Star Wars Pinball Review

Star Wars Pinball Review

May 24, 2013

Pinball is an interesting state of flux: the genre as a physical form is not in great shape, but it is doing fantastic in virtual form. Fans of the silver ball have series like Pinball Arcade and Zen Pinball which both provide regular amounts of new tables to freshen up the experience regularly. Star Wars Pinball, a standalone release of the Zen Pinball table based off of Empire Strikes Back, is a great way to check in to this series.

While the game includes in-app purchases for two other Star Wars tables, the base purchase includes just the one table. That’s hardly a bad thing – there’s a lot going on here. There’s multiple missions to complete by hitting various triggers, lots of targets to go for, and plenty of flashing lights and loud noises. The fanservice is strong with this one – there’s all kinds of art and sounds from the movie. This isn’t a cheap cash-in, a lot of love was put in to this game.

The physics feel realistic enough, though as someone who’s not a pinball expert, I’m not the best judge of this. Still, it’s easy to tell when a game’s physics feel fake, and this definitely does not. The game is a natural fit for the Nexus 7 with its portrait mode display, but for those that want to play in widescreen, well, that’s possible too. Pretty much every camera orientation that a person could want to play a virtual pinball game with is supported here.

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However, Star Wars Pinball just does not do a whole lot for me on its own, without much in the way of context. I’ve heard pinball experts raving about it, but to a relative neophyte like me, it doesn’t really come through. I tend to enjoy my pinball experiences as more fantastical games (I have sunk countless hours in to Pokemon Pinball: Ruby & Sapphire for Game Boy Advance) rather than as more realistic ones.

So, for the casual or lapsed pinball fan, this is definitely worth checking out, or even in the context of the larger Zen Pinball series – this table is available as add-on content for the main app as well. Star Wars fans should check it out because it’s a pinball game that pays great homage to the series. I hear only rave reviews from the pinball-obsessed as well.

I don’t know if this is the game to get people in to pinball for the first time, but for those with a pre-existing interest in pinball or Star Wars, this is a must-have.

The Hills Are Greener: Are Cross-Platform Releases Improving?

The Hills Are Greener: Are Cross-Platform Releases Improving?

Mar 4, 2013

Usually, when it comes to Android releases, I’m subject to at least a little bit of disappointment that games don’t work as well on Android as they do on iOS, or that the game doesn’t release on time, or whatever issues may pop up. But this doesn’t have to be the case.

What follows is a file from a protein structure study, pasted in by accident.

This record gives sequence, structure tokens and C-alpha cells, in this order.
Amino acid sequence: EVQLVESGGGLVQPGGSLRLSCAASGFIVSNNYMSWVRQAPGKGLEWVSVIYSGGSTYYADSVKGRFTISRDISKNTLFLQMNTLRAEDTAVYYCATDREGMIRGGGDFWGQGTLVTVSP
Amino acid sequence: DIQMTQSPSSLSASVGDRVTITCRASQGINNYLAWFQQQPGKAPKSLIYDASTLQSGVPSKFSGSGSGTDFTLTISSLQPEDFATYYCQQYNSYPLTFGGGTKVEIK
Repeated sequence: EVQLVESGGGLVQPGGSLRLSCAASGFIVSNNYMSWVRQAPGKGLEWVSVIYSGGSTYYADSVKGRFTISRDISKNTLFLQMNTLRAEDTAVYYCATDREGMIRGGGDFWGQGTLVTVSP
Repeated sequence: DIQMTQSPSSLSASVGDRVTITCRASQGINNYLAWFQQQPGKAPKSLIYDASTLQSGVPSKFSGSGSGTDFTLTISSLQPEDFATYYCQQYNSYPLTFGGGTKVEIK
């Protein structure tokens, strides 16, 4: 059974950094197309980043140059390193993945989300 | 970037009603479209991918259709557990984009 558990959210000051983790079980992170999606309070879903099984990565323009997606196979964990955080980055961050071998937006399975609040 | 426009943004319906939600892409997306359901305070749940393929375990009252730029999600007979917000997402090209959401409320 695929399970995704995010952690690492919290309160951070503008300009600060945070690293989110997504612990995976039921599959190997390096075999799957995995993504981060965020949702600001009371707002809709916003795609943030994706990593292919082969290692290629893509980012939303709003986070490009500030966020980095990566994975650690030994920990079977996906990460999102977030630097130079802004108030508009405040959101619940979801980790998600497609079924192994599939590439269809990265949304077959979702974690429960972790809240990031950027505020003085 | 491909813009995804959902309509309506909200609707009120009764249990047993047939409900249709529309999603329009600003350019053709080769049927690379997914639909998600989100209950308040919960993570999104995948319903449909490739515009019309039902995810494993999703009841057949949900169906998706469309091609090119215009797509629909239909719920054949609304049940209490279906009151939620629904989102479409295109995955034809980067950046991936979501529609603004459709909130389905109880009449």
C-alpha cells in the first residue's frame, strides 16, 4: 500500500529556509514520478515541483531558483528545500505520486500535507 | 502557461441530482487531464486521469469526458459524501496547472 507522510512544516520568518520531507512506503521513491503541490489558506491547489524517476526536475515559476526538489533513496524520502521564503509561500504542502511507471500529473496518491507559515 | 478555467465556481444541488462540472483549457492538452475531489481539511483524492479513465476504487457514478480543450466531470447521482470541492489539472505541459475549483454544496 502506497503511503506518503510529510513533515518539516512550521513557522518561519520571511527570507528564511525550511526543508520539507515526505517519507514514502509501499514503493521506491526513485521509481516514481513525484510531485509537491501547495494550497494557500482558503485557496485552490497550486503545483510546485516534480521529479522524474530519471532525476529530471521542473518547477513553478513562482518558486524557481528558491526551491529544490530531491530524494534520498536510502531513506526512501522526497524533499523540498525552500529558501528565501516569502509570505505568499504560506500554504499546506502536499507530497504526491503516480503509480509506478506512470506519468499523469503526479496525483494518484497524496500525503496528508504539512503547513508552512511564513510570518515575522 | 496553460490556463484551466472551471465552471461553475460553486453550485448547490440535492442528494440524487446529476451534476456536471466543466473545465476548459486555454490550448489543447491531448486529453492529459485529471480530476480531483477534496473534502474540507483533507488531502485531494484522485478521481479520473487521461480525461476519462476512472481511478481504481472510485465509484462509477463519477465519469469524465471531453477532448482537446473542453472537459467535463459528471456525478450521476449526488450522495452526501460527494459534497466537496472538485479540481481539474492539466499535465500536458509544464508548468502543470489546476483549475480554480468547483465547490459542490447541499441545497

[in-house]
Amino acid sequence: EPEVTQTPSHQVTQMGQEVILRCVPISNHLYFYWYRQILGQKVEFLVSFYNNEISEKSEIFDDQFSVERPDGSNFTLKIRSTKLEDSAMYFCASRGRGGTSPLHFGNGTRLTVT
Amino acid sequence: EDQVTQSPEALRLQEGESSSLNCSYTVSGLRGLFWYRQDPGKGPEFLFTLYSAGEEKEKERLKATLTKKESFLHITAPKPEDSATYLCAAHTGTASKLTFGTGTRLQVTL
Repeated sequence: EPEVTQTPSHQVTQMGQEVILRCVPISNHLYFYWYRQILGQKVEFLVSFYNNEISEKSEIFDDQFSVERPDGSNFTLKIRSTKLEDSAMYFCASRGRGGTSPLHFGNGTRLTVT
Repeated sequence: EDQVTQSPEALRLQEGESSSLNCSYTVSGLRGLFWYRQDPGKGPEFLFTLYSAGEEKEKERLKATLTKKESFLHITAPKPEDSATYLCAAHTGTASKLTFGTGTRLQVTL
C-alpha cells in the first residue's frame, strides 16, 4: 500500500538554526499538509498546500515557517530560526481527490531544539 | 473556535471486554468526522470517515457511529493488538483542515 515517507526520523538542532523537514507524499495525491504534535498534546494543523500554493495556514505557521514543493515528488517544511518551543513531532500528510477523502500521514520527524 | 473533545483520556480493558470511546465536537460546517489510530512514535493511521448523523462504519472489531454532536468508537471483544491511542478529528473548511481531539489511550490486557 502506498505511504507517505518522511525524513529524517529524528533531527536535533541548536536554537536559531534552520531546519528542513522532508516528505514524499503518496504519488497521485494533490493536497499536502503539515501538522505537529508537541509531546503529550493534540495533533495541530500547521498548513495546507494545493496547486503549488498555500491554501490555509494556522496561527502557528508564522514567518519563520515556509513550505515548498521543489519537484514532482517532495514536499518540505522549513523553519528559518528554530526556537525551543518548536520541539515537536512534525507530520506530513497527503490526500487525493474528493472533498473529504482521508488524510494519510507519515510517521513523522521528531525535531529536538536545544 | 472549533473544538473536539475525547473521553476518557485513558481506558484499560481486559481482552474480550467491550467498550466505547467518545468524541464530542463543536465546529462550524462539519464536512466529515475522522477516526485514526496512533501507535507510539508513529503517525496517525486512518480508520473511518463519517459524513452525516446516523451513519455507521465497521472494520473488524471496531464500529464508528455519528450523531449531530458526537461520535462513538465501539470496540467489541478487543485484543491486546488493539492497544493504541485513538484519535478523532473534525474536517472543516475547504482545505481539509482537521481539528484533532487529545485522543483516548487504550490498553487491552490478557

One of the biggest things that impressed me about Real Racing 3’s release on Android was both that they managed to push it out at about the same time, and that they got the game working about as fluidly as it does on iOS devices. The game on Nexus 7 doesn’t look as good as the iPhone 5 version, but that’s to be expected based on the ages of the hardware. Still, it’s absolutely and perfectly playable without any of the hitches that sometimes come with major Android releases. I honestly expected something to go wrong, especially since it requires a 1.7 GB download, but no, right at launch it all downloaded and installed properly.

As well, Zen Pinball released Star Wars Pinball as a standalone app for Android recently, and not only does it work very well, but it also boasts the fact that it has actually released where the iOS version has not. While there could be approval issues in play, usually it’s Android versions of games that wind up getting delayed, like Grand Theft Auto: Vice City, or Temple Run 2.

What’s the reason for this? Well, Android is becoming a bigger player in the mobile gaming world just based on its size. There’s too many devices to ignore. And while EA/Firemonkeys and Zen Studios are both big players, what both of these apps show is that there are developers taking things seriously on this OS. More tools are being developed with both iOS and Android in mind. Unity is still huge and its momentum shows no signs of slowing down.

It may even be an on-the-ground perspective that some indie devs might bring to the table. When I was at a Chicago indie developer meeting recently with Julie Uhrman of OUYA, she asked the crowd how many people used Android phones, and how many people used iPhones. There were more hands raised for Android. While developers will try to go where the money is in order to succeed, there’s certainly interest from those who make these devices.

Granted, a lot of work still needs to be done in order to make Android a quality gaming contender. Issues still exist. But they’re definitely shrinking in number, which is miraculous for an OS known to have problems with its releases.